When it comes to facades, the featured elements of its architecture and conceptualization must be identified. If the façade is composed by an ensemble of frames with columns that exhibit vertical elements, it is necessary to lengthen these components. If, on the other hand, a homogeneous façade is to be illuminated, texture becomes its main feature therefore its verticality and horizontality must not be highlighted, instead opting for uniform lighting that enhances texture.
Types of luminaries and their lighting distribution
Additionally, the lighting effect in facades is usually more static when compared to interiors, therefore the same effect is sought. Usually, especially in residential facades, there is no variety in scenes nor are there distinct activities as in the case of exteriors. To correctly select luminaries, it is necessary to thoroughly study the proposed design, to comply with certain important requirements such as:
- • Integrate with the existing architecture without aesthetically altering it.
- • Take into account any climactic agents
Each protection classification (IP) is established internationally through the combination of two figures, XY. The figure X indicates the protection against solid bodies, while figure Y defines the casing’s protection level against the harmful effects of humidity, aerosols or liquids.
Considering the IP protection levels during a project’s product selection process is highly important, as it establishes the suitability of a design according to the specific exterior conditions.
- • Evaluate the anti-theft and anti-vandalism systems.
- • Wall washers are characterized by their ability to illuminate a surface uniformly, that is to say walls, roofs and floors.
- • This homogenous lighting can make facades seem flat, depending on the distance between the structure and the luminary.
- • Wall washers can also accentuate intense shadows.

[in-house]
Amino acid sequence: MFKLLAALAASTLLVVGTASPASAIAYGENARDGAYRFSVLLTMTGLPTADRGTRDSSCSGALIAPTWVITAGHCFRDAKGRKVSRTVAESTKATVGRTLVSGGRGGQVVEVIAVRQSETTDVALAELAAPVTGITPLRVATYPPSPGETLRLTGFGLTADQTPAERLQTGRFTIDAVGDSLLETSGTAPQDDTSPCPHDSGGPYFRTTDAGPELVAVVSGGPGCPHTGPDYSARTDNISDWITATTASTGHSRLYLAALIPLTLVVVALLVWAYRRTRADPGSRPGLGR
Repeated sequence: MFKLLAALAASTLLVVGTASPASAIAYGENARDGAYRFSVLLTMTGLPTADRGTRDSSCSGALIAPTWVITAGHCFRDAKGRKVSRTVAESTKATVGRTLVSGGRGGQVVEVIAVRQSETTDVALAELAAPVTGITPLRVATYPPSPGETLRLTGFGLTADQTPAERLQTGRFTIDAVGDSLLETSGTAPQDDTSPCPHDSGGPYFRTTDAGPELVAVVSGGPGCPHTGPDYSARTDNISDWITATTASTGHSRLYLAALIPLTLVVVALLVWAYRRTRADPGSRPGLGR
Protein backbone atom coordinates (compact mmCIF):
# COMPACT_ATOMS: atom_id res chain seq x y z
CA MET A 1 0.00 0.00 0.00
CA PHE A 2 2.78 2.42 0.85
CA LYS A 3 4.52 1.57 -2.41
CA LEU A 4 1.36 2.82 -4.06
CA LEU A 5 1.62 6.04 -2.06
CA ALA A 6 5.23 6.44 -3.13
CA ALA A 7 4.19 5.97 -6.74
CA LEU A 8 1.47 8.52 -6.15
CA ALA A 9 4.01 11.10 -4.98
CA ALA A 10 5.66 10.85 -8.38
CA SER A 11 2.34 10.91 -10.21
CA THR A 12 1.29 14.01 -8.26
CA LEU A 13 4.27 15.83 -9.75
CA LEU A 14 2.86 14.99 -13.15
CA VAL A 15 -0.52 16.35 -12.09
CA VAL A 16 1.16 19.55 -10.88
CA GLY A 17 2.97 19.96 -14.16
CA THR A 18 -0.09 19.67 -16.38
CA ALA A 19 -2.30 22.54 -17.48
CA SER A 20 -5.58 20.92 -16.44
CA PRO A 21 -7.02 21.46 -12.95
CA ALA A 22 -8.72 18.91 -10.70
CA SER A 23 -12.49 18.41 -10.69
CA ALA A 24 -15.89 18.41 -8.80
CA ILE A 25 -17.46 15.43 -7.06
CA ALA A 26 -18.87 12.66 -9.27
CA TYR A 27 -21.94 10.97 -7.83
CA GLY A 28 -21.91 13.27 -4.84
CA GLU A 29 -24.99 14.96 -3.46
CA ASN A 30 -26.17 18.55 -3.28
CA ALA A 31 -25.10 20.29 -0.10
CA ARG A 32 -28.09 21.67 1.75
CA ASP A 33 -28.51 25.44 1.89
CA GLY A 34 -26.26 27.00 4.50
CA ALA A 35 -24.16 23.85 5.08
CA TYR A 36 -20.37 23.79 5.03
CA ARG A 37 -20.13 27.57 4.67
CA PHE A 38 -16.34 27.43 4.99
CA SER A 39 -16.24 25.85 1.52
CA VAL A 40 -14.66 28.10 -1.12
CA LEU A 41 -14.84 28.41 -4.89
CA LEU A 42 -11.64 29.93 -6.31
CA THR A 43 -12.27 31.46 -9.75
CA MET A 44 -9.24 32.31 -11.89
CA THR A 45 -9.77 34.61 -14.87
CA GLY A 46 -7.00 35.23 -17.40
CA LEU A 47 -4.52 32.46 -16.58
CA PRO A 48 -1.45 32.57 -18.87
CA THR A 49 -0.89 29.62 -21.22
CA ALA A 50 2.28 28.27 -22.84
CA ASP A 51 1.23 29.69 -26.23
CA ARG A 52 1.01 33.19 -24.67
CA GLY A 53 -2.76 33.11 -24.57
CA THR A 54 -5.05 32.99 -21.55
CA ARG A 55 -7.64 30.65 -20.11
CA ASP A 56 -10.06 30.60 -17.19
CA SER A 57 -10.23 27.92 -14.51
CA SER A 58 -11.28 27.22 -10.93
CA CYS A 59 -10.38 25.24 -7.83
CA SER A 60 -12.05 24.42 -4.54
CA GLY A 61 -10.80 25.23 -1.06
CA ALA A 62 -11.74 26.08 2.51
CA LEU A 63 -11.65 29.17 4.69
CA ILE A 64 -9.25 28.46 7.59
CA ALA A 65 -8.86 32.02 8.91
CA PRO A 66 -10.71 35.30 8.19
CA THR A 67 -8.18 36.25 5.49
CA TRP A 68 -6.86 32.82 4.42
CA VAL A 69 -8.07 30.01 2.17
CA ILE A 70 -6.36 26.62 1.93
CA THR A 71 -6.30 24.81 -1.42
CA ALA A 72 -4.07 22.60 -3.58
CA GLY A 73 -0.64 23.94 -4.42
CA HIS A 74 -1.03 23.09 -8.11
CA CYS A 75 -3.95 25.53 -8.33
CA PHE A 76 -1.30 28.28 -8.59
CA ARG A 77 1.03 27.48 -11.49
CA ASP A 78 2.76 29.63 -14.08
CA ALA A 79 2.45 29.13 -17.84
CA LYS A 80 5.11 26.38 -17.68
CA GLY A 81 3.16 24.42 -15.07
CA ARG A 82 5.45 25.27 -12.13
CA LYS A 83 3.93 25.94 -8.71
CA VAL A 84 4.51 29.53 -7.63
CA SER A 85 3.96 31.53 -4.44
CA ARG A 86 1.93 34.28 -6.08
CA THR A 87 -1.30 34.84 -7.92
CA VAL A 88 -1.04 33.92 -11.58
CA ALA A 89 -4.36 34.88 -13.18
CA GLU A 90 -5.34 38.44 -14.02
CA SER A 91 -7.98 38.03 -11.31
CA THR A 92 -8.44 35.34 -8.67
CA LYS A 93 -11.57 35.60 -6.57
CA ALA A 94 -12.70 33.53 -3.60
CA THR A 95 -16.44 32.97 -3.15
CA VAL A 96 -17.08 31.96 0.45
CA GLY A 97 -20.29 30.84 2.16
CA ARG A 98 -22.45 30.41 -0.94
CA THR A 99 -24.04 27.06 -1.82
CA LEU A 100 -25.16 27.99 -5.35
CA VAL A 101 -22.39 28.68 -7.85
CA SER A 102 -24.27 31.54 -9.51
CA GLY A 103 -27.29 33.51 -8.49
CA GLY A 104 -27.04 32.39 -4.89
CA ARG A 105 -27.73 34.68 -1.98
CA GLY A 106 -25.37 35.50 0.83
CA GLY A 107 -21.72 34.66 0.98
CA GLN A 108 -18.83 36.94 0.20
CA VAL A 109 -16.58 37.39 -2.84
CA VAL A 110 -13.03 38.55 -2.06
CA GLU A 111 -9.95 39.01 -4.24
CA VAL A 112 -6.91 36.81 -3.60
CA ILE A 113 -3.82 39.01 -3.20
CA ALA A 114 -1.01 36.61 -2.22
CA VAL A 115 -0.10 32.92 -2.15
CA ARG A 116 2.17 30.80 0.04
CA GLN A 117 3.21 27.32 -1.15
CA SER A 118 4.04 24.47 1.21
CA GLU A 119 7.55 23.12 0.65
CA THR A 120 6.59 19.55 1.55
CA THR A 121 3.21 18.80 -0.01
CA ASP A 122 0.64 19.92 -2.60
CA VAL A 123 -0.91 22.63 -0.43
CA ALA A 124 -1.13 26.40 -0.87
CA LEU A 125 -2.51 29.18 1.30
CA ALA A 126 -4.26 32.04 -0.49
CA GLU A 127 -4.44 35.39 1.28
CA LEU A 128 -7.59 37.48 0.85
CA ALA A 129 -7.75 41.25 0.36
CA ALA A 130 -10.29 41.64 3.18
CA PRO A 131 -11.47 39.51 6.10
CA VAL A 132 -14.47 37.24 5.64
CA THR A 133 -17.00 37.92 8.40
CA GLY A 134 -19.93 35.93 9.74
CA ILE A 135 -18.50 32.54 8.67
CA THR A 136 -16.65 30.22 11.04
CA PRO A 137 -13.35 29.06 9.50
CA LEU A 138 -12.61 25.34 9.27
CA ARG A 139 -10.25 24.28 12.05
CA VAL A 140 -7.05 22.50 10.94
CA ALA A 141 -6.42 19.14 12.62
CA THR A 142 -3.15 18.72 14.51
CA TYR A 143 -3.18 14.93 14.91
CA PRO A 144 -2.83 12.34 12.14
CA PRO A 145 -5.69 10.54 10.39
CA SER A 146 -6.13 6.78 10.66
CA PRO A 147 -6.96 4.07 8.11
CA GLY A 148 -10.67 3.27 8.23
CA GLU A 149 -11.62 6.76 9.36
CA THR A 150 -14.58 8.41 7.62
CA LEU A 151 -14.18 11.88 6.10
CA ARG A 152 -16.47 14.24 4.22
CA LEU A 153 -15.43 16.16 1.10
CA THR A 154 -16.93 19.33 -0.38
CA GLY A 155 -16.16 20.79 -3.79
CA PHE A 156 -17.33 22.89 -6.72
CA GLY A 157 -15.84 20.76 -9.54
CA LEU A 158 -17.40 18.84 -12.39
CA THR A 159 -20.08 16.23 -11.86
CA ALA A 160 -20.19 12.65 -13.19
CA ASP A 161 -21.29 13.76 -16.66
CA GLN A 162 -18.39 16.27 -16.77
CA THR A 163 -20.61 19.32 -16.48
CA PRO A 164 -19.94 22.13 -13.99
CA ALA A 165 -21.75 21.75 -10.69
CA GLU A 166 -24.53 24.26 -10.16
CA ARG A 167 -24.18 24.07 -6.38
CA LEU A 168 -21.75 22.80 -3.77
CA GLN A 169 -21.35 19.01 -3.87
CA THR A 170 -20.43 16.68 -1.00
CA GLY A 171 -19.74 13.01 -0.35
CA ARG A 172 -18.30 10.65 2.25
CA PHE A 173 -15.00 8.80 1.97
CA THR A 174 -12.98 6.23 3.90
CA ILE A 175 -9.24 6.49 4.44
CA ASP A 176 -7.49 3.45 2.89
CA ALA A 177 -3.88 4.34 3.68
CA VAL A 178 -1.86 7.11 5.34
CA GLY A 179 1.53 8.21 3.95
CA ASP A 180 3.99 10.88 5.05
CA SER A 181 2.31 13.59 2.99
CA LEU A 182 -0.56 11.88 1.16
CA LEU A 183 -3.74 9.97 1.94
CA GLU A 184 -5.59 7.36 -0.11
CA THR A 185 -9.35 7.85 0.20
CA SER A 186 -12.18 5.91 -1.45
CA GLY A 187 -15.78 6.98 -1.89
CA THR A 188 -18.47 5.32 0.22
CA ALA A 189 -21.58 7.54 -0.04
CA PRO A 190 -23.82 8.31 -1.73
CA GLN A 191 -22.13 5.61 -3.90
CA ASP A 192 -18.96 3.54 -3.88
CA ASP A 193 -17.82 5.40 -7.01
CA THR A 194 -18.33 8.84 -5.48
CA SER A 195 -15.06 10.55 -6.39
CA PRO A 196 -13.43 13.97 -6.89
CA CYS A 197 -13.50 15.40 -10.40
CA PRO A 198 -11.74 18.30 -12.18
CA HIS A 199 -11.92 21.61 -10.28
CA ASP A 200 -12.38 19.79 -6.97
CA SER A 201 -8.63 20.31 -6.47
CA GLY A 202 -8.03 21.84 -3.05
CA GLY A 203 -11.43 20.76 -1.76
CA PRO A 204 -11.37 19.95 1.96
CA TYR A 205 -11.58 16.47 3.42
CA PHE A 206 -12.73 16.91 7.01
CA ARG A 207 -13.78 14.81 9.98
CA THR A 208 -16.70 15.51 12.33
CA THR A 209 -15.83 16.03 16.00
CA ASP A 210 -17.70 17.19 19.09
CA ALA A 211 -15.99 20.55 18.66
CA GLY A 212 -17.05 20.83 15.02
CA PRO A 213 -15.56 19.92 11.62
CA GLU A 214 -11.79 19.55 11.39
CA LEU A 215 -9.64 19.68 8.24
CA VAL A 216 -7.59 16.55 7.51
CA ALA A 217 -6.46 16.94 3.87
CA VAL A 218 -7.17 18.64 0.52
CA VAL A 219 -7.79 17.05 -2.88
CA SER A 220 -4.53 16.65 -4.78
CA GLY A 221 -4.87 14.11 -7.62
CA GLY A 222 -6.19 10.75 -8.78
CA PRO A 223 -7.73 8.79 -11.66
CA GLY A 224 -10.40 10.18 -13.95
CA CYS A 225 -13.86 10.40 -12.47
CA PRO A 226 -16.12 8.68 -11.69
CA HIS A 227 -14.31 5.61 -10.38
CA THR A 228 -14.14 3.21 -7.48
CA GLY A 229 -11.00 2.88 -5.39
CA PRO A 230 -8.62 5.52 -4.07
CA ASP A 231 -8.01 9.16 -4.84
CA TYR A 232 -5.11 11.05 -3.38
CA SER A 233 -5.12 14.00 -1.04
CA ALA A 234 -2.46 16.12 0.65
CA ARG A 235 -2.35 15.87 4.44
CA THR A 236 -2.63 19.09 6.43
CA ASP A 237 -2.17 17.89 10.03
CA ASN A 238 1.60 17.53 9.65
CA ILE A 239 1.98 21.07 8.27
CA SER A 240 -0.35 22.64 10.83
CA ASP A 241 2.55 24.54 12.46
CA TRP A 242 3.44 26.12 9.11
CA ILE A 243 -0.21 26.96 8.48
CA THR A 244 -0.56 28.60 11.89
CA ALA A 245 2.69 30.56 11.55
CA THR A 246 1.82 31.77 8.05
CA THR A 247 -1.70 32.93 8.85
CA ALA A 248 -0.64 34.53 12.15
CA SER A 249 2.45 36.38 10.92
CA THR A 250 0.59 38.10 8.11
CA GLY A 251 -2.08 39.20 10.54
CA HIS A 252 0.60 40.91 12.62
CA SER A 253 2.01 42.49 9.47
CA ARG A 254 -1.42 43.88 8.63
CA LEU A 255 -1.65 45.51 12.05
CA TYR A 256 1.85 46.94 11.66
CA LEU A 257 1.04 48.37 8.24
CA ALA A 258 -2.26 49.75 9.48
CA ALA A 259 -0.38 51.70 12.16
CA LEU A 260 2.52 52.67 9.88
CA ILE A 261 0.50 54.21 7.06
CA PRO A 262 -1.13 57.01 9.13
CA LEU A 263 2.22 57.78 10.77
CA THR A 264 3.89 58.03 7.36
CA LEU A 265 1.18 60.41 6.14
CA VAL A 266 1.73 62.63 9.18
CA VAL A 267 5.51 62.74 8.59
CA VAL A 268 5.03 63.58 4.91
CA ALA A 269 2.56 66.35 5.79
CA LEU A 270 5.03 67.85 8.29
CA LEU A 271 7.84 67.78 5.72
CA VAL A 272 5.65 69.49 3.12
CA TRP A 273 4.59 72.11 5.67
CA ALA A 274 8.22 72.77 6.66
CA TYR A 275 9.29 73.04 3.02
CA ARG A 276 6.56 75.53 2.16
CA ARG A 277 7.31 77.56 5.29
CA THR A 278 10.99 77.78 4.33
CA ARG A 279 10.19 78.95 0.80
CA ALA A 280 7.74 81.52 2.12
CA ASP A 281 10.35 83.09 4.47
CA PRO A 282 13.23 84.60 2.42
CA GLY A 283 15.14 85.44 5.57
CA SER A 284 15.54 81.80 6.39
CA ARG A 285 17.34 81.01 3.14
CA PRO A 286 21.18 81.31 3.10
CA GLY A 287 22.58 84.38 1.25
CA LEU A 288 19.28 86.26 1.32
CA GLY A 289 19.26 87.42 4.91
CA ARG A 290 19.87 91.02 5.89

- • As the name indicates, downlights are luminaries which are placed facing downwards and are typically fixed on the roof.
- • Usually they are employed with the objective of implementing a basic, uniform and efficient lighting design. .
- • Downlights illuminate the ground’s area, accentuating the structure’s frame.
- • When employed in a building’s interior, they generate a strong contrast between the dark surface of the façade and the illuminated windows.
- • Uplights are upward facing luminaries with a symmetrical lighting distribution.
- • They can be employed to accentuate the aesthetic of some vertical elements such as columns, the spaces between windows, among others.
- • Also utilized to uniformly illuminate the façade to grant it a rhythmic distribution to the volume.
- • It is excellent in emphasizing the materials and textures employed in the facade.
- • Up-downlights are a synthesis of uplights and downlights, providing a simultaneous lighting of ground-roof or walls, caused by light reflection.
- • Up-downlights are usually employed to accentuate the vertical distribution of a façade, seeing as the intense beams within the light cones heightens the effect of the vertical distribution and creates graphical designs.